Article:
Oil sinks, euro shaken by Italian political woes

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Workers walk past storage tanks at Tullow Oil's Ngamia 8 drilling site in Lokichar, Turkana County, Kenya, February 8, 2018.

TOKYO – United States (US) oil futures hit six-week lows on expectations major producers may ease output curbs on Monday, while Asian stocks and American share futures gained on signs the United States and North Korea were still working towards holding a summit.

The euro bounced back from a 6-1/2-month low after the Italian president rejected a eurosceptic as a key economy minister, but his move was seen as triggering a possible constitutional crisis and opening the prospect of fresh elections, keeping the single currency fragile.

Oil prices extended their decline from last week on growing expectations that major oil producers may ease their 17-month-old production cuts.

A return to the oil production levels that were in place in October 2016, the baseline for the current deal to cut output, is one of the options for easing curbs, Russia’s energy minister said on Saturday.
His comments came after the energy ministers of Russia and Saudi Arabia met to review the terms of global oil supply, ahead of a key OPEC meeting in Vienna next month.

READ: Giuseppe Conte approved for Italian prime minister

Brent crude futures dropped as much as 2.6 percent to $74.49 per barrel, their lowest level in about three weeks. They last stood at $75.00, down 1.8 percent.

US crude futures dropped to six-week low of $65.80 per barrel, shedding 3.1 percent and is on course to post its fifth day of decline.

US S&P500 mini futures rose 0.4 percent in Asian trade, but market holidays in the world’s two biggest financial centers — London and New York — could make trading slow and illiquid for the day.
South Korea’s KOSPI rose 0.7 percent, buoyed by stocks which are seen as benefiting from a further thawing in tensions with Pyongyang.

MSCI’s broadest index of Asia-Pacific shares outside Japan rose 0.2 percent. Japan’s Nikkei lost steam to trade flat and the broader Topix dipped 0.2 percent.

President Donald Trump said on Sunday a US team had arrived in North Korea to prepare for a proposed summit between him and North Korean leader Kim Jong Un, which Trump pulled out of last week before reconsidering.

READ: US officials in North Korea to prepare for summit: report

“While we can’t say for sure how much they can agree, both sides seem to want to make progress,” said Nobuhiko Kuramochi, chief strategist at Mizuho Securities.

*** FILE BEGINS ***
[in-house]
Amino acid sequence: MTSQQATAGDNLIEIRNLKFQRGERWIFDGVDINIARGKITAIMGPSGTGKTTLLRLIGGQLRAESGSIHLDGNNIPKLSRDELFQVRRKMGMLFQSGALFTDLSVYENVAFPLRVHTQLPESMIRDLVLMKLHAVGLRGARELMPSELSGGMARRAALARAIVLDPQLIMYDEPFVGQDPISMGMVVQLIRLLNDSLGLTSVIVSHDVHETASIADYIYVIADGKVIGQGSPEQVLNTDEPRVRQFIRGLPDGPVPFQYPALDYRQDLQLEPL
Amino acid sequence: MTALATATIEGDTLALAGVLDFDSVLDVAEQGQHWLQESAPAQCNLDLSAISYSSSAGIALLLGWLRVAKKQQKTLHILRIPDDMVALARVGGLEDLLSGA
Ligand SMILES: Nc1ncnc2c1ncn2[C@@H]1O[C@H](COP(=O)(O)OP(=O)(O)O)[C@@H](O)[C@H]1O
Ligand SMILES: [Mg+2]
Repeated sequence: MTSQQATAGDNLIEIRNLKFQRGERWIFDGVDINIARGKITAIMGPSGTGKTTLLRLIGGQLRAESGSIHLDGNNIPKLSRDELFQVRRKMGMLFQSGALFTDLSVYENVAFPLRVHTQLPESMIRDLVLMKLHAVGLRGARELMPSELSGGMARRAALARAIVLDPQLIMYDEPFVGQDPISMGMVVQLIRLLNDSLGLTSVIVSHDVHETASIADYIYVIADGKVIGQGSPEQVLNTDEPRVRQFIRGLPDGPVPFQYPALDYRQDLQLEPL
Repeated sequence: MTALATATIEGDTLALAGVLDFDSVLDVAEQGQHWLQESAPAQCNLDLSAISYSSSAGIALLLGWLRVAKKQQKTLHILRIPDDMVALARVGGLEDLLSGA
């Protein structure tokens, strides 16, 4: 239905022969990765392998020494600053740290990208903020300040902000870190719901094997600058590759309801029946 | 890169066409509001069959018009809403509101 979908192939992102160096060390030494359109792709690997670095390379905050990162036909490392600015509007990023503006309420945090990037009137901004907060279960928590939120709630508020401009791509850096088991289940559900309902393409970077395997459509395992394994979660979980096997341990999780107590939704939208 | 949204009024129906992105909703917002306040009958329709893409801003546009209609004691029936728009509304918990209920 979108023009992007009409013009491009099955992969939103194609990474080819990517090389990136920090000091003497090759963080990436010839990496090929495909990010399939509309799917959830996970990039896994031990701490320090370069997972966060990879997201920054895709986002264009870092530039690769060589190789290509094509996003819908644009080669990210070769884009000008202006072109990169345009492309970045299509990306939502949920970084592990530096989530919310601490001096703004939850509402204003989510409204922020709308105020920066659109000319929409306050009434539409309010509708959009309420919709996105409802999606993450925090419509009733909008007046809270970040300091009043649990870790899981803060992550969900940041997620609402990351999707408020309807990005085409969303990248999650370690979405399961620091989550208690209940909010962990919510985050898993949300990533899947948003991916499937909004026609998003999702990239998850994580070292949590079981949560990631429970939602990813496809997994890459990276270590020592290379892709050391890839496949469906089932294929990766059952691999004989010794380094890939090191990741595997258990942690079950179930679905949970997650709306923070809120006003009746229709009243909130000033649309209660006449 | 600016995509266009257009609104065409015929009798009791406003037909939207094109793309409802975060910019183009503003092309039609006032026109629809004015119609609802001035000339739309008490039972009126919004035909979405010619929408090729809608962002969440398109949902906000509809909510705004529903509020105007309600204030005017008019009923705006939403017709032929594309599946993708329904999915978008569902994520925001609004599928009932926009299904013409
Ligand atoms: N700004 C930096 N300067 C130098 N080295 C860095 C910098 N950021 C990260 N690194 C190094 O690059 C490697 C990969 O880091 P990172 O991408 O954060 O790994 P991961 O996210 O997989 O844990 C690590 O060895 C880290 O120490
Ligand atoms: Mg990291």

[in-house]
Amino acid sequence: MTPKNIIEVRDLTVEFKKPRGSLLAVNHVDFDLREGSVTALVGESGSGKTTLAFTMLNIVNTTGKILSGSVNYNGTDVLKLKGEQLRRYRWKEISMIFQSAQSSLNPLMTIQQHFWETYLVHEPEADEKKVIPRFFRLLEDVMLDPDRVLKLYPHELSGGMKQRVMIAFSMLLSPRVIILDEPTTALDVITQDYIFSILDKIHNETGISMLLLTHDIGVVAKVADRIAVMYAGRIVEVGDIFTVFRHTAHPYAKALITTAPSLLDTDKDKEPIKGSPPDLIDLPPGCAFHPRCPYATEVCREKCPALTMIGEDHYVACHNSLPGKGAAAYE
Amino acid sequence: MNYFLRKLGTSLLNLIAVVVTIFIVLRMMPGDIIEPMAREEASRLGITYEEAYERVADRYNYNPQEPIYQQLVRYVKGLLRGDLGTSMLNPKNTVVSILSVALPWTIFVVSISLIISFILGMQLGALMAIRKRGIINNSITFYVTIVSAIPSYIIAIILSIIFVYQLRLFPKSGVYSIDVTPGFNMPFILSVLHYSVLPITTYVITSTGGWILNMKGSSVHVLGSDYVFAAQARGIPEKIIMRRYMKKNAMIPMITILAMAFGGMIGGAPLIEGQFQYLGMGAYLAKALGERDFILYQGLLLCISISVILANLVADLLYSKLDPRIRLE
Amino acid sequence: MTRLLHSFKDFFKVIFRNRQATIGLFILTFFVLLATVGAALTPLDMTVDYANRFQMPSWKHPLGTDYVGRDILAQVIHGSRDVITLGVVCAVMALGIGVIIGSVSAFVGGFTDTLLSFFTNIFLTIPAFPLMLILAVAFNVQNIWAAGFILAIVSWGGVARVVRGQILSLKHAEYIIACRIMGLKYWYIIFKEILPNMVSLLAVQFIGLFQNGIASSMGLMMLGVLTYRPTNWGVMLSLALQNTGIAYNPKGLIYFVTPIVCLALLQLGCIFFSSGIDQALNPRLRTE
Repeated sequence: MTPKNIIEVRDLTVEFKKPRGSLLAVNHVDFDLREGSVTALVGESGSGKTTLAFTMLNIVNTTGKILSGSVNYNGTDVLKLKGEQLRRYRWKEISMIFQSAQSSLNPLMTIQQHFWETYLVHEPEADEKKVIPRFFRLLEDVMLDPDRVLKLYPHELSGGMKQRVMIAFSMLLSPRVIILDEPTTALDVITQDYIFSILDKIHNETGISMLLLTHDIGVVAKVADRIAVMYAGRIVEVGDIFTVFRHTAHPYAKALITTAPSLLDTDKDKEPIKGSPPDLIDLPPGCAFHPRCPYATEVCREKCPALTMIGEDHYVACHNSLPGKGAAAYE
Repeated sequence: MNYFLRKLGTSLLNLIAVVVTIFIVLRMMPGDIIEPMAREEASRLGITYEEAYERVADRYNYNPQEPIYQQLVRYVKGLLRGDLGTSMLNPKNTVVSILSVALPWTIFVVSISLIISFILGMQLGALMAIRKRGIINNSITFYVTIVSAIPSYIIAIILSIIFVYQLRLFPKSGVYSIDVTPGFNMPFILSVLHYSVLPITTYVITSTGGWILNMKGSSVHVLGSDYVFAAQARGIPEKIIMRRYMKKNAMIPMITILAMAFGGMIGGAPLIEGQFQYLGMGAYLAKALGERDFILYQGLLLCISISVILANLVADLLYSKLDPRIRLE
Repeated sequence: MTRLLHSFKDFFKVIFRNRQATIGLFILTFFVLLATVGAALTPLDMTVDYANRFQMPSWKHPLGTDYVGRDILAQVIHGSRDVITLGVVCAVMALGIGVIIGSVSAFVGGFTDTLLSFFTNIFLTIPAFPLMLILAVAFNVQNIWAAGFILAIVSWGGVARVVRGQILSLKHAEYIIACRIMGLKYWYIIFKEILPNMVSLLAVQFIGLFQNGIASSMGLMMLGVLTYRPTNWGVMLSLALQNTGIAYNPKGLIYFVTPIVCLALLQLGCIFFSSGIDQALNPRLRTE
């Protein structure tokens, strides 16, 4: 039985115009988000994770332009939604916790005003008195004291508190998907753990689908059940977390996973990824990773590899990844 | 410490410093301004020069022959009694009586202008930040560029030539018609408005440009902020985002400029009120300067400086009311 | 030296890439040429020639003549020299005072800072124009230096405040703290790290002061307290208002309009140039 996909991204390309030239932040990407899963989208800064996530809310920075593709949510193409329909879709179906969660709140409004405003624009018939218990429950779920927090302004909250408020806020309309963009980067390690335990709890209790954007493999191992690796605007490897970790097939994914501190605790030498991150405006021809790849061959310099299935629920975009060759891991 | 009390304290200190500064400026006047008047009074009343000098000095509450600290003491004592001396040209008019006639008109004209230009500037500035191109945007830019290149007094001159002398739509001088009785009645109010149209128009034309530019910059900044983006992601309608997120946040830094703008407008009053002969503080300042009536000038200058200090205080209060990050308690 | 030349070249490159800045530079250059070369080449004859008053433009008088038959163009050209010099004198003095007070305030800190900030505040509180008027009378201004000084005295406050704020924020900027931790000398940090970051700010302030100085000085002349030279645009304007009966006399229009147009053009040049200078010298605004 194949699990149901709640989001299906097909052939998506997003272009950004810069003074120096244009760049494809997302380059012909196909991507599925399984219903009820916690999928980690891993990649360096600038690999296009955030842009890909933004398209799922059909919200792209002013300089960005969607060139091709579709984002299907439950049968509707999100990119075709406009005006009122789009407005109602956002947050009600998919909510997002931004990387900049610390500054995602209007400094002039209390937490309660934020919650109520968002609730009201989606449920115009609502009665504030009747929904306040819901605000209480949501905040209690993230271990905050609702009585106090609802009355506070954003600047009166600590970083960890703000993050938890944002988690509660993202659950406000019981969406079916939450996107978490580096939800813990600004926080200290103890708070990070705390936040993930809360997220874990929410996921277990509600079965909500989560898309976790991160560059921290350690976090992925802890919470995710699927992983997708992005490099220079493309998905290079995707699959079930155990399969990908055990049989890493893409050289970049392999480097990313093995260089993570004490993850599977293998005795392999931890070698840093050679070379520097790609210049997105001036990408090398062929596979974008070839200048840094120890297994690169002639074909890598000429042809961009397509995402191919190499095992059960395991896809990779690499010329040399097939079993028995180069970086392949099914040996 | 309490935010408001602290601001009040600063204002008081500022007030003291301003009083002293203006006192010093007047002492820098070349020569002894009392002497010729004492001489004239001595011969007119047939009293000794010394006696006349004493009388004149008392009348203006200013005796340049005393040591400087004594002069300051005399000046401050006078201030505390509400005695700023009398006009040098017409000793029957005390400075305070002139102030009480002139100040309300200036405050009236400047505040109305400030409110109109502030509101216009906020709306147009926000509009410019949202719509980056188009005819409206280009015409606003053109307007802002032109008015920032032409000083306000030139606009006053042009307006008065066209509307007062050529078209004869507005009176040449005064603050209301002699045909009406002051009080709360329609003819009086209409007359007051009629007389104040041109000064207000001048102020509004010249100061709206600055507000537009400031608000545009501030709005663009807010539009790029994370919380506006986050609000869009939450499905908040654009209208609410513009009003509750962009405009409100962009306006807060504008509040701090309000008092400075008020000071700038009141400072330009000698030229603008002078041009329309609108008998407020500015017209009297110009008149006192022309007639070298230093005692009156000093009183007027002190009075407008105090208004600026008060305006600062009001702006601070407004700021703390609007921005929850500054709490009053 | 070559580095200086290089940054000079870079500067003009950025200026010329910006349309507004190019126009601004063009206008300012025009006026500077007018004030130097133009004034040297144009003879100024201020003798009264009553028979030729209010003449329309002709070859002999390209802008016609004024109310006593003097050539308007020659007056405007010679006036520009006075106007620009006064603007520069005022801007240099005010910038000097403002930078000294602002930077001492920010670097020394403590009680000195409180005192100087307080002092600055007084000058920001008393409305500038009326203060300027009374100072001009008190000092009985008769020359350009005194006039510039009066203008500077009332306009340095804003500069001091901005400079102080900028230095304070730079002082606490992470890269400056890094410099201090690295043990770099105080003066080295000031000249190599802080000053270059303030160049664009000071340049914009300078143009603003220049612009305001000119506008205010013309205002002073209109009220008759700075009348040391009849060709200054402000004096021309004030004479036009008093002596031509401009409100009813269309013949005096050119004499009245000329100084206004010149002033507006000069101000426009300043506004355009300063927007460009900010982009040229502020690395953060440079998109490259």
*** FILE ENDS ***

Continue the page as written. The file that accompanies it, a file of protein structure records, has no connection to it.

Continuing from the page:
Mizuho sees a 10 percent chance that the summit, so far planned on 12 June, will not take place, a 20 percent chance of a truce deal struck at the meeting and a 70 percent likelihood of the summit leading to more talks without producing immediate deals on denuclearisation, he said.

In the currency market, the euro bounced back 0.5 percent to $1.1705 after having a touched a 6-1/2-month low of $1.1646 on Friday.

READ: N Korea slams &39;ignorant and stupid&39; Pence, renews summit threat

Italian president Sergio Mattarella rejected a eurosceptic pick for the key economy ministry by the two anti-establishment parties aiming to form a coalition government, the 5-Star Movement and the League.

While his decision allayed immediate concerns of having a eurosceptic minister in the euro zone’s third-largest economy, his move created bigger uncertainties as 5-Star leader Luigi Di Maio, whose party won the most seats at an inconclusive 4 March vote, demanded that parliament impeach Mattarella.

The 10-year Italian bond yield has risen 67 basis points, or 0.67 percentage point, so far this month, on course to make its biggest monthly rise since late 2011.

Its yield spread over benchmark German Bunds rose above 200 basis points for the first time in over a year.

READ: Giuseppe Conte approved for Italian prime minister

“If the Italian debt prices fall further, people will have to do more hedging, say by selling the euro and so on. The issue will be the biggest focus for markets this week,” said Takafumi Yamawaki, head of currency and fixed income research at J.P. Morgan Securities in Tokyo.

“While no one thinks the country will default, people need to hedge when they face sharp price moves,” Yamawaki added.

Investors are also increasingly wary of Spain, where Prime Minister Mariano Rajoy is facing growing pressure to resign over a graft case involving his party.

The spread of the Spanish-German debt yields rose to about 105 basis points, the highest since January.

“The euro is being bought back in the near-term but it looks capped at around $1.17. But we haven’t seen the kind of panic we saw before the French presidential election last year. I’d bet the euro will slip gradually than fall sharply,” said Kyosuke Suzuki, director of forex at Societe Generale.

READ: Petrobras cuts fuel price after huge Brazil truck strike

The dollar rose 0.1 percent against the yen in early Monday trade to 109.44 yen, extending its recovery from Thursday’s 108.955 on optimism over the upcoming US-North Korea summit.

Elsewhere, bitcoin traded at $7,370, flirting with its 365-day moving average, which stood around $7,360.